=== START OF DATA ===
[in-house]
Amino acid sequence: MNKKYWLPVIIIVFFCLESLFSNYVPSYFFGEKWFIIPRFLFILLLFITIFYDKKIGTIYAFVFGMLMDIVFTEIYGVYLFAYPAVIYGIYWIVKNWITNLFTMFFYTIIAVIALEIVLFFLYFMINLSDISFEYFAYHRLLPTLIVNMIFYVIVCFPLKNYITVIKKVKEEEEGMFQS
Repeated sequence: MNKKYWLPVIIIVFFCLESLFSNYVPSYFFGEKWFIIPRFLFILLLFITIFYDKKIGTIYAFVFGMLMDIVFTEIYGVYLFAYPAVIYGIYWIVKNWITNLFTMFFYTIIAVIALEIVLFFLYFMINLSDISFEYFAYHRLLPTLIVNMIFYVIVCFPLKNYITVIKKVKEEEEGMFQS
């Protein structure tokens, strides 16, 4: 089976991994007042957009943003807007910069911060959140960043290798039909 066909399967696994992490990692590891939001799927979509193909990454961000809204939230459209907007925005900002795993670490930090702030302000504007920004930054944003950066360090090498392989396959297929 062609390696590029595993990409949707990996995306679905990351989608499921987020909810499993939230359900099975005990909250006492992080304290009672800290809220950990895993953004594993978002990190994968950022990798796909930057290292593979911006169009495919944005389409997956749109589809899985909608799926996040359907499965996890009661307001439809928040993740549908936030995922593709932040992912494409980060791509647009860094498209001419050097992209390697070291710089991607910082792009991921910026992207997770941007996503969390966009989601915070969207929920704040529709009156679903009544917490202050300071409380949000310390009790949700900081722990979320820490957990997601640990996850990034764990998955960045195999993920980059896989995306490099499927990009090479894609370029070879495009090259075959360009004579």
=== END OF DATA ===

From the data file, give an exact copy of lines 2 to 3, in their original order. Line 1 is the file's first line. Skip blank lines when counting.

Amino acid sequence: MNKKYWLPVIIIVFFCLESLFSNYVPSYFFGEKWFIIPRFLFILLLFITIFYDKKIGTIYAFVFGMLMDIVFTEIYGVYLFAYPAVIYGIYWIVKNWITNLFTMFFYTIIAVIALEIVLFFLYFMINLSDISFEYFAYHRLLPTLIVNMIFYVIVCFPLKNYITVIKKVKEEEEGMFQS
Repeated sequence: MNKKYWLPVIIIVFFCLESLFSNYVPSYFFGEKWFIIPRFLFILLLFITIFYDKKIGTIYAFVFGMLMDIVFTEIYGVYLFAYPAVIYGIYWIVKNWITNLFTMFFYTIIAVIALEIVLFFLYFMINLSDISFEYFAYHRLLPTLIVNMIFYVIVCFPLKNYITVIKKVKEEEEGMFQS